Name changes can be a good thing. Typically. A rebranding can assist in drawing attention to a stale mark or product. It can attract new customers. It can introduce a product or service into a previously under-represented industry. In essence, this is what trademarks are for: to assist the consuming public in identifying the source of goods and services. The only problem is that “Houston College of Law” looks and sounds like “University of Houston Law Center,” which has been in existence in the same geographical area since approximately 1947.[3] The University of Houston has also embraced a red-and-white color scheme since the late 1930s.

As you can imagine, this name change and color scheme did not sit well with the other local law school. On Monday, June 27, 2016, the Board of Regents of the University of Houston System filed a lawsuit in the Southern District of Texas, Houston Division against South Texas College of Law.[4] The Complaint asserts causes of action for trademark infringement, unfair competition and false designation of origin, false advertising, dilution by blurring or tarnishment, and related state and common law claims.[5]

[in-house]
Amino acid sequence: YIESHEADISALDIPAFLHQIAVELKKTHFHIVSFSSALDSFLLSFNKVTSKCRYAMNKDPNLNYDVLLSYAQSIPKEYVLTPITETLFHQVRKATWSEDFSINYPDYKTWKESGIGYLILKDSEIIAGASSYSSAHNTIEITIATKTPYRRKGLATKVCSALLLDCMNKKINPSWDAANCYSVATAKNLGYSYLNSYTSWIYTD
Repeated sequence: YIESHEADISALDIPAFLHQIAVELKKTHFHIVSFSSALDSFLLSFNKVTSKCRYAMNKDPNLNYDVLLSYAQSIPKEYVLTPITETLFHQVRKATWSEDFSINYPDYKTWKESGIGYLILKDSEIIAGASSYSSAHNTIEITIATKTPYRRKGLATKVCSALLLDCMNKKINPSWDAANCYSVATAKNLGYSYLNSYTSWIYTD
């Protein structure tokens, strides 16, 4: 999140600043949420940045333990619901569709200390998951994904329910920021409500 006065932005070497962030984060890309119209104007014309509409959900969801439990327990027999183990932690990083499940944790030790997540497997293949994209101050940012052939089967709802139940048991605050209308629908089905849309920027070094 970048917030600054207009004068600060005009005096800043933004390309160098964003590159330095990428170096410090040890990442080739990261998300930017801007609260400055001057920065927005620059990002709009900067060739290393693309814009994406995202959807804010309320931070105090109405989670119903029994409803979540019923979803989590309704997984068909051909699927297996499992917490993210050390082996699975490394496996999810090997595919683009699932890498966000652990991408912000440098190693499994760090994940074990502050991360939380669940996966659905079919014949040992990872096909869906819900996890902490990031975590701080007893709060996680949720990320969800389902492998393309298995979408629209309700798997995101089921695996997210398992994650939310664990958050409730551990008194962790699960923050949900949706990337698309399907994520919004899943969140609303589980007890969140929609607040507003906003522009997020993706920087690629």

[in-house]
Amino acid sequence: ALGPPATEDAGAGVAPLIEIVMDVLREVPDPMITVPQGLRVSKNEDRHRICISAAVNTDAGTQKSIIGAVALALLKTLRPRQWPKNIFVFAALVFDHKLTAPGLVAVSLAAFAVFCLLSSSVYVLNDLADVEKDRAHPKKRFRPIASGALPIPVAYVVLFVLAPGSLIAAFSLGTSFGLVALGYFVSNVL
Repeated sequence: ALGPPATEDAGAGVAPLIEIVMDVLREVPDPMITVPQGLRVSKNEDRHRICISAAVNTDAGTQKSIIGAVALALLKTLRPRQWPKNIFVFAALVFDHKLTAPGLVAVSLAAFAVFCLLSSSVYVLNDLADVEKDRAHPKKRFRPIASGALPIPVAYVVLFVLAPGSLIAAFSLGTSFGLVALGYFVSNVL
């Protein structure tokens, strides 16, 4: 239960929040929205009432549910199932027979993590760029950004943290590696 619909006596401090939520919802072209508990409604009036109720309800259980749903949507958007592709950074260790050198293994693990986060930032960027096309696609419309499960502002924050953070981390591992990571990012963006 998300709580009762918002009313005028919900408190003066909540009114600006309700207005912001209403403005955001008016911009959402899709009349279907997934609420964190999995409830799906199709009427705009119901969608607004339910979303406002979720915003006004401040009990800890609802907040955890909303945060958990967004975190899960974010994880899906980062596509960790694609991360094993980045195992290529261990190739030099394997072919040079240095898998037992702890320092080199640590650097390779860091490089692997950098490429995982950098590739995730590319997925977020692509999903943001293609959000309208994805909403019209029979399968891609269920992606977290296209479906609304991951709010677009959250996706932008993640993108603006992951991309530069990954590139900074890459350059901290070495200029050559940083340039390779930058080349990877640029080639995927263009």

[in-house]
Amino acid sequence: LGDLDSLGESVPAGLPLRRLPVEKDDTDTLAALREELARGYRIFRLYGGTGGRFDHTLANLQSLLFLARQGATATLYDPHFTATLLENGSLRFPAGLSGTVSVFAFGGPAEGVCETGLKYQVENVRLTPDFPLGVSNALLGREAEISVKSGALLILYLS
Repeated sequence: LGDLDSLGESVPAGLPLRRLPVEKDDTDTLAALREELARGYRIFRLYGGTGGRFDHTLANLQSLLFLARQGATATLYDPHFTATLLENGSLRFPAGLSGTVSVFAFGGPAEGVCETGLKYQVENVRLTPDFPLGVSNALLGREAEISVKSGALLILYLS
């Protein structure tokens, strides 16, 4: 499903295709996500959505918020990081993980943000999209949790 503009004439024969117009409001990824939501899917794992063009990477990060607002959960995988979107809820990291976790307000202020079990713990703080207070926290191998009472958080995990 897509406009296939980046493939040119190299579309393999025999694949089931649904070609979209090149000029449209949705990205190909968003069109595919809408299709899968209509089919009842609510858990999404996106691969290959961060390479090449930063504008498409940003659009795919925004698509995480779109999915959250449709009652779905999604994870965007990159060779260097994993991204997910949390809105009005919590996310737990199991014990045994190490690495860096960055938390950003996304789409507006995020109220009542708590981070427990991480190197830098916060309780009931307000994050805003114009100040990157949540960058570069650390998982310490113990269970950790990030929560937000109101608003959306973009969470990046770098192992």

Now that this matter is in the court system, what can be expected and how should this play out?

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Lady Gaga is not famous – according to the Trademark Office

Lady Gaga is an American recording artist.[1] She is a singer, a songwriter, and a performer. She recently won a Golden Globe® for her work on the American Horror Story television show. She also was nominated for an Oscar® in 2016.[2] As of 2016, she has sold over 27 million albums worldwide. She also owns registrations for her “Lady Gaga” stage name.[3] I feel confident in stating that Lady Gaga is famous.

Yet in an opinion dated March 30, 2016,[4] the Trademark Trial and Appeal Board determined that “the evidence in the record does not rise to the level needed to show that LADY GAGA has achieved true fame among consumers…”[5] Apparently, not even Lady Gaga’s trademarks are commercially recognizable enough to be deemed legally famous in certain areas.

If LADY GAGA is not famous, then how does one reach the level of “fame” in the context of trademarks? This appears to be an absurdly high standard of proof. How do we explain a legal opinion that seems so entirely disconnected from reality?